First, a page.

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Agile working, described by many as the modern way firms empower employees with maximum flexibility and minimum restraint, has seen wide-scale adoption across several industries. Law firms, however, are often seen to be lagging behind. Experts suggest that successful law firms of the future will need to effectively promote agile working practices in order to increase productivity among employees and to attract the best talent moving forward.
George Bisnought, founder and managing director at Excello Law, says that agile working will become ‘increasingly important across the legal profession as more and more lawyers demand greater flexibility, and to be freed from many of the prescriptive working styles and a notorious long-hours culture so often seen in more traditional practice’.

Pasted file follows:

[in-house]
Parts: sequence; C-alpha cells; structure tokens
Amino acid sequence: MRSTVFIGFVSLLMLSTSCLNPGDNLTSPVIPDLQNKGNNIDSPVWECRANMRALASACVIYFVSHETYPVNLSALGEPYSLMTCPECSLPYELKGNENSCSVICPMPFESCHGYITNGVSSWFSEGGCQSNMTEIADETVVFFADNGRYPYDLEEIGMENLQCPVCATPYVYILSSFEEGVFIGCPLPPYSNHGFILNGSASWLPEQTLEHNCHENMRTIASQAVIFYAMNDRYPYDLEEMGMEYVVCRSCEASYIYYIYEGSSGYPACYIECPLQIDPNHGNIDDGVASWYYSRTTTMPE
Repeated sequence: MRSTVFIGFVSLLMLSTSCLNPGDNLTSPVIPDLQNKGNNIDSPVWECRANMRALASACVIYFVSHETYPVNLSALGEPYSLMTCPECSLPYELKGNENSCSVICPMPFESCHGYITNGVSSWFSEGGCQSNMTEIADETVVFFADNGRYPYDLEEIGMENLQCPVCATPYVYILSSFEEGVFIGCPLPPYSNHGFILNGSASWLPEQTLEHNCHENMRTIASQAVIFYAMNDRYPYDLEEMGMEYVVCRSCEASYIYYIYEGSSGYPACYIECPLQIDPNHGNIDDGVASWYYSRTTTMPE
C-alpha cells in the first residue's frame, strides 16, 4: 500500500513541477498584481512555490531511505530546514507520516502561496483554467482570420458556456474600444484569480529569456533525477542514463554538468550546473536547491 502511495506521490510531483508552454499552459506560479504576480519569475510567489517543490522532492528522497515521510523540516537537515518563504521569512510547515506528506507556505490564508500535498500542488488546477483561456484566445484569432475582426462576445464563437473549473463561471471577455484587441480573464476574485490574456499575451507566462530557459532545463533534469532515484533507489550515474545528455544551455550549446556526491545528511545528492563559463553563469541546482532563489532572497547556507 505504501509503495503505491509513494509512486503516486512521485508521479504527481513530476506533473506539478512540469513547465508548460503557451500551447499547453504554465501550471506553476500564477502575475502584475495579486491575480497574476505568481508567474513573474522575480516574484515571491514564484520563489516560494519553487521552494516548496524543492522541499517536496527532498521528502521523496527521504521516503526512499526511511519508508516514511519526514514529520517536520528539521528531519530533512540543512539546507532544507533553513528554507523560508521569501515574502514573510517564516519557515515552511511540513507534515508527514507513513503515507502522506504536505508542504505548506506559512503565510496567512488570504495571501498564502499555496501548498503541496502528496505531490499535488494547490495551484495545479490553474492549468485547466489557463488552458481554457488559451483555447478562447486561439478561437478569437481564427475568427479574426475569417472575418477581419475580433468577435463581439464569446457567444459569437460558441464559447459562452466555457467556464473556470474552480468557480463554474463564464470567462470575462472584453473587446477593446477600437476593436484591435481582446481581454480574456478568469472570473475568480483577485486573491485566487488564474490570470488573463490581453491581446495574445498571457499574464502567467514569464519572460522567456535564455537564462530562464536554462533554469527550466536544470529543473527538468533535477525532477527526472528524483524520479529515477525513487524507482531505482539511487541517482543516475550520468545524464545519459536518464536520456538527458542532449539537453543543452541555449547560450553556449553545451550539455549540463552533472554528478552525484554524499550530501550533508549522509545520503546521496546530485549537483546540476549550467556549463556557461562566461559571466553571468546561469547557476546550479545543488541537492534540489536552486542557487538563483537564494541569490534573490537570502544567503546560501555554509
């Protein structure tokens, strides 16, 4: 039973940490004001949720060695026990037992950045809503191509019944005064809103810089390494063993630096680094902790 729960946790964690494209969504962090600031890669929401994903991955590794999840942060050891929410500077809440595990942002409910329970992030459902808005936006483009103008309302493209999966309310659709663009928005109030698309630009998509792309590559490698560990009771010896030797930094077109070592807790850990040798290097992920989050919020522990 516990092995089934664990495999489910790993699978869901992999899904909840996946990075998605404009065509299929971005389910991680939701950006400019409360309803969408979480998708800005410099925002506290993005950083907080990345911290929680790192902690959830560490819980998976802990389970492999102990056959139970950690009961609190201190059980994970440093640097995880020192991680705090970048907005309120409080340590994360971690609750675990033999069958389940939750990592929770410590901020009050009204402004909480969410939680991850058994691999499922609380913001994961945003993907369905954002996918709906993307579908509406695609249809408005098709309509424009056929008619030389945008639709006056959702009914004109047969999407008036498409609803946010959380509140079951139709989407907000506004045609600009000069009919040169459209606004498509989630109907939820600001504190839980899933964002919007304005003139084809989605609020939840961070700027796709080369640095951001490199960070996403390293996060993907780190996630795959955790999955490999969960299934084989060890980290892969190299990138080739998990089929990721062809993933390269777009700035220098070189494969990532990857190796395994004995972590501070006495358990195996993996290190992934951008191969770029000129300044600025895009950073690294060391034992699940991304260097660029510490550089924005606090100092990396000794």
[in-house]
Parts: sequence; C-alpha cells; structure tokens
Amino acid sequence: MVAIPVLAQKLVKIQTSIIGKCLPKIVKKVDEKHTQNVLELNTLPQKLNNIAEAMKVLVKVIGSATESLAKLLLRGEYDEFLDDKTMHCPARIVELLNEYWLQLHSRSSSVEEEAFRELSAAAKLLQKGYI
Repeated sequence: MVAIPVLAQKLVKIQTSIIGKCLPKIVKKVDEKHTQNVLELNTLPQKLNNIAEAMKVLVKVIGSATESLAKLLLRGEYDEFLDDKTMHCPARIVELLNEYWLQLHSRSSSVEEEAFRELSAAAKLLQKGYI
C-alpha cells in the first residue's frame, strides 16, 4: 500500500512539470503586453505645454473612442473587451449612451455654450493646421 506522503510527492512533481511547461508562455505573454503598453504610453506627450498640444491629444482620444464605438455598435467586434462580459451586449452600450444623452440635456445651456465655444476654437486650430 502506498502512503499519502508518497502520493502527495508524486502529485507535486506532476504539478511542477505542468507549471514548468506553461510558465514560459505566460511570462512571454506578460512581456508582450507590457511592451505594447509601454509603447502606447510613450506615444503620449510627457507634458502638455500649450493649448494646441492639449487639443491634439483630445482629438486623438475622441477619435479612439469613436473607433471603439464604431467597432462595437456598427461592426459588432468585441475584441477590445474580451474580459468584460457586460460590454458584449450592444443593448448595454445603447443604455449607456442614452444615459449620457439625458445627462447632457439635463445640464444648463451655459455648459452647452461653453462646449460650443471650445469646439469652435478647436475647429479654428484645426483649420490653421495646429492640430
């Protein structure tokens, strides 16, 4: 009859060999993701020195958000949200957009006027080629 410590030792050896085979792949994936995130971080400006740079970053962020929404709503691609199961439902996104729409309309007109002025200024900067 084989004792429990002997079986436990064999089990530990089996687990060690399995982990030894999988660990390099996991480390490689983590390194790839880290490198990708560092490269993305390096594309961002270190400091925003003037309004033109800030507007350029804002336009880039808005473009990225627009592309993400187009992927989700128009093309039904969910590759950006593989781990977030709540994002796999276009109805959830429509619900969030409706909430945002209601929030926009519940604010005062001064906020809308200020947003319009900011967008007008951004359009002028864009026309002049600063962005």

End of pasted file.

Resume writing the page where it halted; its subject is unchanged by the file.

Alex McPherson, partner and co-founder at Ignition Law, agrees with Bisnought and thinks current agile practices adopted by law firms are simply not good enough: ‘Too many law firms offer agile working that means no more than letting staff work from home one day a week.’ This fails to allow them to realise the full benefits of successful adoption such as ‘increased productivity, better results and an increase in loyalty’ experienced by employers from their employees.
The focus from agile working is on flexibility and is described by Bisnought as allowing ‘lawyers complete freedom and choice to work when, where and how they wish’. This involves getting rid of timesheets and targets on billable hours and rather focuses on the ‘delivery of high levels of customer service, ensuring direct access to senior lawyers and providing better value for money and outcomes.’ McPherson agrees and thinks agile allows maximum flexibility with minimum constraints: ‘By allowing workers to cho
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